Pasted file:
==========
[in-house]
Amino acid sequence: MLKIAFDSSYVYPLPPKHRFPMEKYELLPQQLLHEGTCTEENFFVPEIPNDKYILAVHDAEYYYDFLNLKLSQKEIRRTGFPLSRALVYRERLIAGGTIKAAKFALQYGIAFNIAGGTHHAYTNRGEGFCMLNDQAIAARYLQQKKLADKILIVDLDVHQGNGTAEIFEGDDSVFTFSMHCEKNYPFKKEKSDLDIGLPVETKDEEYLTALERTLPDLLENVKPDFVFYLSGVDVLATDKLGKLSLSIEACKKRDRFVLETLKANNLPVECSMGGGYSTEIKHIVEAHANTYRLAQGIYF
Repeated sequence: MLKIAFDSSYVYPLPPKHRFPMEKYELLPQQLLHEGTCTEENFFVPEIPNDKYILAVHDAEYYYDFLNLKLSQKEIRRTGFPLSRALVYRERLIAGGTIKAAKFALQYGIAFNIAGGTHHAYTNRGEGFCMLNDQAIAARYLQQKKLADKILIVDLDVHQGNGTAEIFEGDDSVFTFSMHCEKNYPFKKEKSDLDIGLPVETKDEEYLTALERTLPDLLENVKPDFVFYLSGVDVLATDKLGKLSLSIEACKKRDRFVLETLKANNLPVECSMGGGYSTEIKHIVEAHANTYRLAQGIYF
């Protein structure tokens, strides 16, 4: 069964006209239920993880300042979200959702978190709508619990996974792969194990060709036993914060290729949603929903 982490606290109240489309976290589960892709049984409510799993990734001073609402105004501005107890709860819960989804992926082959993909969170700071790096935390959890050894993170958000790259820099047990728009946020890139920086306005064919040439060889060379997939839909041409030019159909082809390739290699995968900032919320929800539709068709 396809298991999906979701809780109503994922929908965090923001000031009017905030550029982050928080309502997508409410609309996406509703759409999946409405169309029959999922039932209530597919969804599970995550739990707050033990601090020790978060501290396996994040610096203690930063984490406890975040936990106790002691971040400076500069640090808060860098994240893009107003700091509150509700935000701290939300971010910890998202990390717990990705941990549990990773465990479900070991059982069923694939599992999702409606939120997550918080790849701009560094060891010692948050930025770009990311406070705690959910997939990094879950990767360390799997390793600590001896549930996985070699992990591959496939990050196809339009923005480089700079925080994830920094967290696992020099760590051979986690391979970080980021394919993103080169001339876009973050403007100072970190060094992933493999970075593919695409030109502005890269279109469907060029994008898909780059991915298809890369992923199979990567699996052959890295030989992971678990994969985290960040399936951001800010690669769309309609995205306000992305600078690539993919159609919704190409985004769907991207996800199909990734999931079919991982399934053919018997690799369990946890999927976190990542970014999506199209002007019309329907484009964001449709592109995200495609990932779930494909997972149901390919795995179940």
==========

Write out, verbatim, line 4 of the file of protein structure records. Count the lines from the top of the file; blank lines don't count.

């Protein structure tokens, strides 16, 4: 069964006209239920993880300042979200959702978190709508619990996974792969194990060709036993914060290729949603929903 982490606290109240489309976290589960892709049984409510799993990734001073609402105004501005107890709860819960989804992926082959993909969170700071790096935390959890050894993170958000790259820099047990728009946020890139920086306005064919040439060889060379997939839909041409030019159909082809390739290699995968900032919320929800539709068709 396809298991999906979701809780109503994922929908965090923001000031009017905030550029982050928080309502997508409410609309996406509703759409999946409405169309029959999922039932209530597919969804599970995550739990707050033990601090020790978060501290396996994040610096203690930063984490406890975040936990106790002691971040400076500069640090808060860098994240893009107003700091509150509700935000701290939300971010910890998202990390717990990705941990549990990773465990479900070991059982069923694939599992999702409606939120997550918080790849701009560094060891010692948050930025770009990311406070705690959910997939990094879950990767360390799997390793600590001896549930996985070699992990591959496939990050196809339009923005480089700079925080994830920094967290696992020099760590051979986690391979970080980021394919993103080169001339876009973050403007100072970190060094992933493999970075593919695409030109502005890269279109469907060029994008898909780059991915298809890369992923199979990567699996052959890295030989992971678990994969985290960040399936951001800010690669769309309609995205306000992305600078690539993919159609919704190409985004769907991207996800199909990734999931079919991982399934053919018997690799369990946890999927976190990542970014999506199209002007019309329907484009964001449709592109995200495609990932779930494909997972149901390919795995179940």